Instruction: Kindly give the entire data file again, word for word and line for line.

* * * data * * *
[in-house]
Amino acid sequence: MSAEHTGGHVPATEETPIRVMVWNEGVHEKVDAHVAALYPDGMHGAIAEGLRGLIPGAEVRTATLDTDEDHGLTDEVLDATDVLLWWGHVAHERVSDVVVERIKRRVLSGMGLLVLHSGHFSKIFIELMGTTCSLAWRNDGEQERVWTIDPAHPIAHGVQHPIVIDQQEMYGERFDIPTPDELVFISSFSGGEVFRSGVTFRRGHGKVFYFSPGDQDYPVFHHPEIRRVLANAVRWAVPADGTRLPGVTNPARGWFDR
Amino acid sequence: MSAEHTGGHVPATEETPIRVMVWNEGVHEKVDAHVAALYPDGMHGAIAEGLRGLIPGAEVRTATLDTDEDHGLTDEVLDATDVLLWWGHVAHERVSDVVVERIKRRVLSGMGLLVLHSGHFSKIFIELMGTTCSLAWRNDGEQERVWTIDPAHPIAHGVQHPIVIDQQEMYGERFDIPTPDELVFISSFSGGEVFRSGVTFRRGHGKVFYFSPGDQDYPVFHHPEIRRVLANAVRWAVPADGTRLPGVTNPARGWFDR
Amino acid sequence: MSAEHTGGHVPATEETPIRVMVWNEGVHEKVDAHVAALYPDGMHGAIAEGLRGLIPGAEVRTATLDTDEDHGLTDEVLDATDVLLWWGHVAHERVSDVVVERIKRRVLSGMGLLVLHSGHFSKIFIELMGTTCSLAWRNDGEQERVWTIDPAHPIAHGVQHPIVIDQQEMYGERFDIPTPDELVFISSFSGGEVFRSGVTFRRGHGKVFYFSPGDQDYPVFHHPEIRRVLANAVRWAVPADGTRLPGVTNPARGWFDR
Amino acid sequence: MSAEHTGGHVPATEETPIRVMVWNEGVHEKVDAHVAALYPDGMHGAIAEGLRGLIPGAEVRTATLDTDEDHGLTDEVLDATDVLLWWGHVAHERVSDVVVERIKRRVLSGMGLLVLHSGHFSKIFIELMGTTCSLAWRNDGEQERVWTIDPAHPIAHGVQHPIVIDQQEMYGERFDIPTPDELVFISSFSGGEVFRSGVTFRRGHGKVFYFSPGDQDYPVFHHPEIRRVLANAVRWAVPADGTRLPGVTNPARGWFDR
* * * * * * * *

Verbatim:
[in-house]
Amino acid sequence: MSAEHTGGHVPATEETPIRVMVWNEGVHEKVDAHVAALYPDGMHGAIAEGLRGLIPGAEVRTATLDTDEDHGLTDEVLDATDVLLWWGHVAHERVSDVVVERIKRRVLSGMGLLVLHSGHFSKIFIELMGTTCSLAWRNDGEQERVWTIDPAHPIAHGVQHPIVIDQQEMYGERFDIPTPDELVFISSFSGGEVFRSGVTFRRGHGKVFYFSPGDQDYPVFHHPEIRRVLANAVRWAVPADGTRLPGVTNPARGWFDR
Amino acid sequence: MSAEHTGGHVPATEETPIRVMVWNEGVHEKVDAHVAALYPDGMHGAIAEGLRGLIPGAEVRTATLDTDEDHGLTDEVLDATDVLLWWGHVAHERVSDVVVERIKRRVLSGMGLLVLHSGHFSKIFIELMGTTCSLAWRNDGEQERVWTIDPAHPIAHGVQHPIVIDQQEMYGERFDIPTPDELVFISSFSGGEVFRSGVTFRRGHGKVFYFSPGDQDYPVFHHPEIRRVLANAVRWAVPADGTRLPGVTNPARGWFDR
Amino acid sequence: MSAEHTGGHVPATEETPIRVMVWNEGVHEKVDAHVAALYPDGMHGAIAEGLRGLIPGAEVRTATLDTDEDHGLTDEVLDATDVLLWWGHVAHERVSDVVVERIKRRVLSGMGLLVLHSGHFSKIFIELMGTTCSLAWRNDGEQERVWTIDPAHPIAHGVQHPIVIDQQEMYGERFDIPTPDELVFISSFSGGEVFRSGVTFRRGHGKVFYFSPGDQDYPVFHHPEIRRVLANAVRWAVPADGTRLPGVTNPARGWFDR
Amino acid sequence: MSAEHTGGHVPATEETPIRVMVWNEGVHEKVDAHVAALYPDGMHGAIAEGLRGLIPGAEVRTATLDTDEDHGLTDEVLDATDVLLWWGHVAHERVSDVVVERIKRRVLSGMGLLVLHSGHFSKIFIELMGTTCSLAWRNDGEQERVWTIDPAHPIAHGVQHPIVIDQQEMYGERFDIPTPDELVFISSFSGGEVFRSGVTFRRGHGKVFYFSPGDQDYPVFHHPEIRRVLANAVRWAVPADGTRLPGVTNPARGWFDR